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The Story of Kinda


Chomsky was asked the following question in the Z Sustainer Forums:

In organizing, I’ve noticed among my active friends and family that when constantly confronting these crimes, it is very easy to become depressed or develop all kinds of anxieties. I have seen it happen to a number of people already, including myself. I know this question extends into the personal, and for that reason I hestitate to ask, but it seems you are able to confront a wide range of serious problems and yet not get discouraged and maintain a healthy composure. If that is correct, how do you do it? What advice would you make to others who might fall victim to depression/fatalism/etc. when organizing?

He replied as follows:

REPLY FROM NC: Since it’s a personal question, let me give a personal answer. I was in Lebanon a few months ago. After one talk in downtown Beirut, there was the usual crowd raising questions, making comments, asking for books to be signed, etc. One young woman came over with a book of mine she wanted me to sign, open to a certain page, and said, simply, “I am Kinda.” It was one of the most moving moments I can remember — and it’s a great testimony to Western civilization that almost no one would know why. The book she had was from 20 years ago, with a chapter that discussed Reagan’s terrorist bombing of Libya, the first bombing in history timed precisely for prime-time TV (which commentators pretended not to notice). One outstanding journalist, Charles Glass (who happens to be a close friend), was not content with the usual fare and went to see what had happened to the victims. He found a family in a ruined house. The mother showed him a letter written by her daughter. It said something like “Dear Mr. Reagan, I am seven years old. Why did you kill my sister and my best friend and my rag doll? Is it because we are Palestinians and you don’t want us to go home? Signed Kinda.” You can find the exact text in my book Pirates and Emperors. Charlie managed to get it published in a right-wing British journal. Alex Cockburn published it in the US, with a comment to Ron and Nancy that since they liked to read children’s letters, maybe they could read this one. End of story in the civilized West.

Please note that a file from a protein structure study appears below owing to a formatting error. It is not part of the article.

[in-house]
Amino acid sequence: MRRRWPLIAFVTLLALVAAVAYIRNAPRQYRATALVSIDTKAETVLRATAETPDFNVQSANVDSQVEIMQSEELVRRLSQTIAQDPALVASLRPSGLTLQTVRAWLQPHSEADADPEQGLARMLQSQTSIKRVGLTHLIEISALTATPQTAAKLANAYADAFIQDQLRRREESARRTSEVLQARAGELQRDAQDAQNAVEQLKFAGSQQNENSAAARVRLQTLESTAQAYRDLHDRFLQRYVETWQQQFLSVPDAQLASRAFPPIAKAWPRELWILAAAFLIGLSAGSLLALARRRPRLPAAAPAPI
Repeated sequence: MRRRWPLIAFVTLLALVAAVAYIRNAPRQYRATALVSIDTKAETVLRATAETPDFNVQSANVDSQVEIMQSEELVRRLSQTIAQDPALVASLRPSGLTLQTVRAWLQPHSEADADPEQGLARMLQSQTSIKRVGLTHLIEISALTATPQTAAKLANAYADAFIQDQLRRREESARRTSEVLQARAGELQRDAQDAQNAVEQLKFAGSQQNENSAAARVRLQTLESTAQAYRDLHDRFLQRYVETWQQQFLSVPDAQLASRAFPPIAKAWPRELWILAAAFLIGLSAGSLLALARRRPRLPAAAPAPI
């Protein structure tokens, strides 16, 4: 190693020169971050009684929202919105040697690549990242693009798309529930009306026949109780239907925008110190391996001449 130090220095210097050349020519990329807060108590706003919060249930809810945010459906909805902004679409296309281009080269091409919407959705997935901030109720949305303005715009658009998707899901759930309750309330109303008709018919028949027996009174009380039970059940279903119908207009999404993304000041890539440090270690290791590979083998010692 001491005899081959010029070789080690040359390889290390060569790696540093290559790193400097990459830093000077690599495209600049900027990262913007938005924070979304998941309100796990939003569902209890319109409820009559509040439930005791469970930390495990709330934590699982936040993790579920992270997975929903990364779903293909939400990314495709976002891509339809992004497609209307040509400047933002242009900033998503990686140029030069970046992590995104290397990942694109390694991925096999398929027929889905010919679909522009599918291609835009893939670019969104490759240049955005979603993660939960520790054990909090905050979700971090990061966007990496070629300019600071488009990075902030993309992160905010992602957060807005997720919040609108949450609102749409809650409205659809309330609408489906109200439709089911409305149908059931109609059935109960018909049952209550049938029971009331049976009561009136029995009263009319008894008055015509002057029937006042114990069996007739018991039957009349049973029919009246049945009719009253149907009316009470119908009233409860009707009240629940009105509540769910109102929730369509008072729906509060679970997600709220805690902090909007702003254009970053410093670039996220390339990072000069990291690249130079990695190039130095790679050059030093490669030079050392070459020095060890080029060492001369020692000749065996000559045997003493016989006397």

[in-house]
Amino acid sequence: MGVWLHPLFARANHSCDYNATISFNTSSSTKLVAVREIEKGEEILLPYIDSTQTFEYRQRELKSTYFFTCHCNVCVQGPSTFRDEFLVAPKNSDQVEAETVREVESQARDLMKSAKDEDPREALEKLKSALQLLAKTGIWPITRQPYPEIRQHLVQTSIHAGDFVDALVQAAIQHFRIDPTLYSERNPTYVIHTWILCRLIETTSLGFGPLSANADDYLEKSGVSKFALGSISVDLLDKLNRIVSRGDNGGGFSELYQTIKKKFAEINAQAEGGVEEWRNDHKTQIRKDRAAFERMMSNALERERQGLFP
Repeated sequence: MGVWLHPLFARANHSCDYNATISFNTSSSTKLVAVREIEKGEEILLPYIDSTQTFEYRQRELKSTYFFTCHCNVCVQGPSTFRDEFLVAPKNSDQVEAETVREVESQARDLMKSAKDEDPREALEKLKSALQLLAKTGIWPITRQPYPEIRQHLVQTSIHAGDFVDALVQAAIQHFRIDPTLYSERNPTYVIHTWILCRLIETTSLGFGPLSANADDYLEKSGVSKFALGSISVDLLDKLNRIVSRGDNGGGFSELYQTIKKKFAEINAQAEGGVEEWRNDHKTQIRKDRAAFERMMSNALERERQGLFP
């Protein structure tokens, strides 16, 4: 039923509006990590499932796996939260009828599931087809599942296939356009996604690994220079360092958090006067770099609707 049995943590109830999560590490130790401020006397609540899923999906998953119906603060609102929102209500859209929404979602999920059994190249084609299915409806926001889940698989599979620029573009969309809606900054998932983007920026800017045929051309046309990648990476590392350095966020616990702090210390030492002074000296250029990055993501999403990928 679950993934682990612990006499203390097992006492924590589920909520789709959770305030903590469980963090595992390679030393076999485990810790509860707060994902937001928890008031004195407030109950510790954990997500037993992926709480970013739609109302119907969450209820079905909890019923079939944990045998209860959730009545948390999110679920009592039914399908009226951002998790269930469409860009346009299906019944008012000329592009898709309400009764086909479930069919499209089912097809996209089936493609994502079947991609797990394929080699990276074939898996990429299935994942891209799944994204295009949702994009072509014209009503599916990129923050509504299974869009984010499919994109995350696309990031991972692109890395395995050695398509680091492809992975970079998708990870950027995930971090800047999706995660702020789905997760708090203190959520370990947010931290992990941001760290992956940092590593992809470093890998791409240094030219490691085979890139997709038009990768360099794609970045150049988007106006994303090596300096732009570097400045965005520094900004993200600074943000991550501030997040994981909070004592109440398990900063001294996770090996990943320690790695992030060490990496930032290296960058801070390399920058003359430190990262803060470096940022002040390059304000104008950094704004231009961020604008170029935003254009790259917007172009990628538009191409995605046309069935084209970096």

Not long after meeting Kinda and her mother, I heard the State Department’s David Welch somberly explaiining in academic tones over CNN that the US had decided, in its magnanimity, that perhaps Libya had atoned sufficiently for its terrible crimes against us, so we might, graciously, allow it back into the civilized world.

It’s not the only case by any means. Just a recent and unforgettable one. And beyond personal experiences, it hardly takes any imagination to find innumerable hideous ones. By looking at this morning’s newspaper, for example.

I don’t know if it’s obvious that this is a response to your question, but it’s the best one I can think of.

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